Unusually Large Narco Submarine May Be New Challenge For Coast Guard

The U.S. Coast Guard, and Navy, have faced an array of so-called narco submarines, purpose built for smuggling cocaine, for the last fifteen years. These are constantly evolving. Now a super-sized narco submarine has been discovered in the Colombian Jungle. It represents another evolution of the threat facing U.S. Southern Command’s (SOUTHCOM) Enhanced Counter-Narcotics Operations. The U.S. Coast Guard, U.S. Navy, partners navies and law enforcement, are determined to stop these vessels. But it is very challenging because they are designed to get through.

The new narco-submarine is reported to be much longer than the one found in Galicia, Spain, in … [+] November 2019. There are clear indications that it was designed by the same person however.

H I Sutton

The Colombian Army, one of SOUTHCOM’s partners, made the discovery on August 6. They found it before it could carry its payload north towards the drugs market in North America. It was destroyed where they found it so we may never know the full details of the design. But it is clear that it is very large, and in fact the official estimates make it the largest of its type ever found.

Colombian law enforcement sources report (in Spanish) that is was about 100 feet long, 10 feet across and able to carry 6-8 tons of narcotics. It’s large size opens up the possibility that it was intended to travel further than normal ones. This may have implications for law enforcement in North America and further afield.

It is technically of a type called a low profile vessel (LPV). This is because it doesn’t fully submerge, instead riding extremely low in the water which makes it very hard to see. Locally they are called “narcosubmarinos’ or semi-submersibles. And in some law enforcement circles they are termed SPSS (Self-Propelled Semi-Submersible). In the detailed taxonomy it is a LPV-IM-VSV, meaning Low Profile Vessel, Inboard motor, Very Slender Vessel.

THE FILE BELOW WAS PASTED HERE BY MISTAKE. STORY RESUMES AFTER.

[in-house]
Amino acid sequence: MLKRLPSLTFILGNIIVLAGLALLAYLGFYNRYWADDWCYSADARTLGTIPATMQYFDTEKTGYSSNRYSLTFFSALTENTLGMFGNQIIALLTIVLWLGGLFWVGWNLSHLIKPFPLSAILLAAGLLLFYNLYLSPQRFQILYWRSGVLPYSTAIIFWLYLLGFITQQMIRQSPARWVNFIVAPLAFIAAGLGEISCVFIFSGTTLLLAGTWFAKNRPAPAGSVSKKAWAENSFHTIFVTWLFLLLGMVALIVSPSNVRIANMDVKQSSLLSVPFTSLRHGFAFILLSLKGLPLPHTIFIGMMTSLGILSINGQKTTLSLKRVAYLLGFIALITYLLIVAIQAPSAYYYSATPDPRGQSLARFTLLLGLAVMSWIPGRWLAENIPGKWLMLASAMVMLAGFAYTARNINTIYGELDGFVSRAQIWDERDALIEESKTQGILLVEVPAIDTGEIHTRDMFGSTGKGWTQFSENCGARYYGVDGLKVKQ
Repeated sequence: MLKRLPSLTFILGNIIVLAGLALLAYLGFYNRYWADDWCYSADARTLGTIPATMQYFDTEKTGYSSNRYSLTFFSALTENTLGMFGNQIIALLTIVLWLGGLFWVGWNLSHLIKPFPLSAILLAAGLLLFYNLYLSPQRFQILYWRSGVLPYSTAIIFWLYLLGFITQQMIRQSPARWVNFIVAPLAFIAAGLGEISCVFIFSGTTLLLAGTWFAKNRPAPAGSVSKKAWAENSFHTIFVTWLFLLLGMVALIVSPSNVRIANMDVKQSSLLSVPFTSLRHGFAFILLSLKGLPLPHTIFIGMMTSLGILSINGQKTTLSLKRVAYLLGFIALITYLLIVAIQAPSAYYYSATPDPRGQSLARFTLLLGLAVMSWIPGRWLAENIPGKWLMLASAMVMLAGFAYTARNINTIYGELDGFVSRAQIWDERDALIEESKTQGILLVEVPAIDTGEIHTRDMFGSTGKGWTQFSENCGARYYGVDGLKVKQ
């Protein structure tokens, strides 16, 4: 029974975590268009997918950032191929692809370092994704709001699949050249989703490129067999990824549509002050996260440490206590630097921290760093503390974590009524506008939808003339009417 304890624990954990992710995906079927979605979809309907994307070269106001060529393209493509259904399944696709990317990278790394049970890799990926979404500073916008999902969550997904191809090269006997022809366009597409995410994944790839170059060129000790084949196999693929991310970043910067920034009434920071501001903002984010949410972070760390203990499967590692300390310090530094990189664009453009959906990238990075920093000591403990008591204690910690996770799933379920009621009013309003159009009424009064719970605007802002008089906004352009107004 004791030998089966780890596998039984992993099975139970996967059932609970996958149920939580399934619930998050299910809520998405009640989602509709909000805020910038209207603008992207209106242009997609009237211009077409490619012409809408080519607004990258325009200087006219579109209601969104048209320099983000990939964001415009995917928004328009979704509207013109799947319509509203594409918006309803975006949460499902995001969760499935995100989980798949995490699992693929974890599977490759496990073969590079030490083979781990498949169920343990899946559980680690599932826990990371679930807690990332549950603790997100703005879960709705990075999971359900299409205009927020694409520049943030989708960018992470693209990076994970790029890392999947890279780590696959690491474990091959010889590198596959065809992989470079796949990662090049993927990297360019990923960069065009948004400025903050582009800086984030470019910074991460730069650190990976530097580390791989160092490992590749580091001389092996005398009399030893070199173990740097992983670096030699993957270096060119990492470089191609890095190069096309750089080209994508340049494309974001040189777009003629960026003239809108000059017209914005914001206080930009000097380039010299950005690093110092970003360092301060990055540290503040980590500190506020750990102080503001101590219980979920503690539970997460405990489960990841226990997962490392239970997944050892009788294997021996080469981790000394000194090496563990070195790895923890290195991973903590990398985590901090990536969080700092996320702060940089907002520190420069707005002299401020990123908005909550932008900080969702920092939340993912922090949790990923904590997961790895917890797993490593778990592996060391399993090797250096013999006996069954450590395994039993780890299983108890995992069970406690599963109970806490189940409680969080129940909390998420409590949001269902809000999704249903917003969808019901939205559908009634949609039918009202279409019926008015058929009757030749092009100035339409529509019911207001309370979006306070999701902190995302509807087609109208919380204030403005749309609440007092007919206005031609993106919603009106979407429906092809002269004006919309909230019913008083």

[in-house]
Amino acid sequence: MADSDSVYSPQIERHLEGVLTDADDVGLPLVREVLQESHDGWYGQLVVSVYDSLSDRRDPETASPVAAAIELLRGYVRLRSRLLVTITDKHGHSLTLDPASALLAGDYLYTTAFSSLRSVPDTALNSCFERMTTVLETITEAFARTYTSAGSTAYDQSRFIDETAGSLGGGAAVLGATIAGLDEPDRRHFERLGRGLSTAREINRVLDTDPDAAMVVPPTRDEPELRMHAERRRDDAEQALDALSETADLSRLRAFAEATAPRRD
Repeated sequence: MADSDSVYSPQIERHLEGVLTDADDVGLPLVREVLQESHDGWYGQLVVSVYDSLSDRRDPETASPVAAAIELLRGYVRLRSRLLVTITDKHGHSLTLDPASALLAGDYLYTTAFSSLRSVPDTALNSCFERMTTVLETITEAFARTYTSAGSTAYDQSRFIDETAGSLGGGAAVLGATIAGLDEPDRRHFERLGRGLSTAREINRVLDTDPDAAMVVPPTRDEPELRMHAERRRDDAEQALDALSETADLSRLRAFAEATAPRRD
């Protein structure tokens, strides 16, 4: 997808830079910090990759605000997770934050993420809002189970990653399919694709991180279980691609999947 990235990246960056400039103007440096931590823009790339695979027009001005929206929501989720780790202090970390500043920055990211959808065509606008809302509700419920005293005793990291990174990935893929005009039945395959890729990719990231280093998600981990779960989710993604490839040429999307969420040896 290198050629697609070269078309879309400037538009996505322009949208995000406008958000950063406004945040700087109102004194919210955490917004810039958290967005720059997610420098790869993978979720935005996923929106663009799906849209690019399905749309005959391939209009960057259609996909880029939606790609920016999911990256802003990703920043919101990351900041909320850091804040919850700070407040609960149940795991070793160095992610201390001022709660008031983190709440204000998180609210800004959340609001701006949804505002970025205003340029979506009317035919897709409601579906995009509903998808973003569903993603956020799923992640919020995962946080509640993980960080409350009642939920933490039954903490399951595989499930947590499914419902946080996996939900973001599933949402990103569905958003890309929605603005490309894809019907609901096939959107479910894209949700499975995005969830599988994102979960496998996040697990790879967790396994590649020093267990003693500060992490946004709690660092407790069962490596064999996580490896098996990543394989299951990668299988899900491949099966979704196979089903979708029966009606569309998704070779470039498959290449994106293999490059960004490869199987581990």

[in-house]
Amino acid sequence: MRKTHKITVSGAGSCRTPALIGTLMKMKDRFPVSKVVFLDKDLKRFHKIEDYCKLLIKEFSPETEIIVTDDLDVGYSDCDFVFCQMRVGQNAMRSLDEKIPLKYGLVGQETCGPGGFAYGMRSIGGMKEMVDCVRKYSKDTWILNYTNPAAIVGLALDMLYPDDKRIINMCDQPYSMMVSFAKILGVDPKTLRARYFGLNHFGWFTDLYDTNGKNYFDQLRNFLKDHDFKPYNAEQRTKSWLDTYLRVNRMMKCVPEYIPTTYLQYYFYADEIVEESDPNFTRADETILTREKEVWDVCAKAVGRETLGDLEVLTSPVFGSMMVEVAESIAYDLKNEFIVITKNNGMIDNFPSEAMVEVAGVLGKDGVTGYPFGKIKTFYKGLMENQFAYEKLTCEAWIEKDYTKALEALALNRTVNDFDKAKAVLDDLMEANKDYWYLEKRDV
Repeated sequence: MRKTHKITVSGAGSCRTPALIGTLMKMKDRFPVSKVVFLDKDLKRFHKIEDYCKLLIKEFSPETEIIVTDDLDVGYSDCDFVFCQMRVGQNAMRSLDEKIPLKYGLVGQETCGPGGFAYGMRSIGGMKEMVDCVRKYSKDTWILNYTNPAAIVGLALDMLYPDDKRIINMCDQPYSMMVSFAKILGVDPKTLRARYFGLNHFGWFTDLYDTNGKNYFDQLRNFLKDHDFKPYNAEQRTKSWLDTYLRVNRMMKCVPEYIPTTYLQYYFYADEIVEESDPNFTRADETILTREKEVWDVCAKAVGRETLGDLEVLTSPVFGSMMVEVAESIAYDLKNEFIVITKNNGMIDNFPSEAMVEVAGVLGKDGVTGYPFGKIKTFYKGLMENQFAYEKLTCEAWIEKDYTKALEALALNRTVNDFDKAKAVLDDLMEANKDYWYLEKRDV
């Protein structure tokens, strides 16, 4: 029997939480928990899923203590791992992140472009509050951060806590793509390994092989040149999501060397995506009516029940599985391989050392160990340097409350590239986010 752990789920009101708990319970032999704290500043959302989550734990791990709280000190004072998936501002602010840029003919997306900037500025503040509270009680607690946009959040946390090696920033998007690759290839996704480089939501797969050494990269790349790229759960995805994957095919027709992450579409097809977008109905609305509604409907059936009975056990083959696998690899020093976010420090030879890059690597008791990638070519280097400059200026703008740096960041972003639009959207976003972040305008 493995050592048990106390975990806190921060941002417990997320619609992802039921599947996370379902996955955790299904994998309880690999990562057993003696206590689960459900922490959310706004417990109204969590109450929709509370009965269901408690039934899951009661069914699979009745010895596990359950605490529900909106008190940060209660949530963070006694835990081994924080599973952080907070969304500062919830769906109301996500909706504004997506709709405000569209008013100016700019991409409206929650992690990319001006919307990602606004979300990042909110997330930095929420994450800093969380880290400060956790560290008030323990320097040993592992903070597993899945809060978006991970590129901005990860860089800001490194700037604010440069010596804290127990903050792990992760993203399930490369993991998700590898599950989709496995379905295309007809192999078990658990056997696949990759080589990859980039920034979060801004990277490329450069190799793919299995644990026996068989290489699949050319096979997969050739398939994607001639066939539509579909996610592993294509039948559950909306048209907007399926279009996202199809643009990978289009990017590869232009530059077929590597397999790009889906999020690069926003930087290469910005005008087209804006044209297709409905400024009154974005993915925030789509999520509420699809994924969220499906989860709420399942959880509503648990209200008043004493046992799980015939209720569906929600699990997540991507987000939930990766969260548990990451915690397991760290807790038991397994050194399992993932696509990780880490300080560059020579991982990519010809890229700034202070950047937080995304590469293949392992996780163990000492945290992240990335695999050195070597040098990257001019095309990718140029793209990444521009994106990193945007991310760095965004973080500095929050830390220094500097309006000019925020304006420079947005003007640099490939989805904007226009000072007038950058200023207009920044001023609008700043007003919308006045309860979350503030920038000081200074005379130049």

Like virtually all narco submarines this one was built in an artisan boatyard hacked out of the forest. It was on a tributary of the Naya River in Buenaventura, a sparsely populated area on the Pacific coast of Colombia. The Colombian Army patrol here because it is commonly used for narco submarines.

The location suggests that it would take a route up to Mexico via the Eastern Pacific. From there the drugs would be taken overland to markets in the United States. It’s blue camouflage suggests that it was intended to go far out in the Pacific to avoid detection. Ones which take the inshore route are more often painted sea green.

A Coast Guard team from the Arleigh Burke-class guided-missile destroyer USS Preble (DDG 88) … [+] interdicted this narco submarine on June 2. It is much smaller than the latest one found and was carrying 2.2 tons of narcotics.

US Coast Guard

But its large size raises the question of whether it was destined for somewhere else? Over the years narco-subs have been getting smaller and typically only carry 1.6 tons of cocaine. This seems to be the optimum amount for the drug trafficking organizations (DTOs). So it is bucking this trend.

Despite this narco submarines are, generally, capable of reaching the United States directly. But they have not been known to try. So it might be intended for other longer range trips out into the Pacific. Possibly to rendezvous with merchant vessels heading to Australia, New Zealand or Asia. We can only speculate why it is larger than normal, but there is another significant hint.

This narco sub was almost certainly built by the same person who designed one which traveled from Colombia, down the Amazon River through Brazil, and all the way across the Atlantic. It was caught in Galicia, Spain in November 2019. That design was very similar and has the hallmarks of the same master boat builder. If they can build them to handle the Atlantic, many things are possible.

The Colombian Army got to this one before the U.S. Navy or Coast Guard had to interdict it at sea. But have other ‘super-sized’ narco submarines already gotten through?

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Posted by on Aug 10 2020. Filed under News. You can follow any responses to this entry through the RSS 2.0. Both comments and pings are currently closed.

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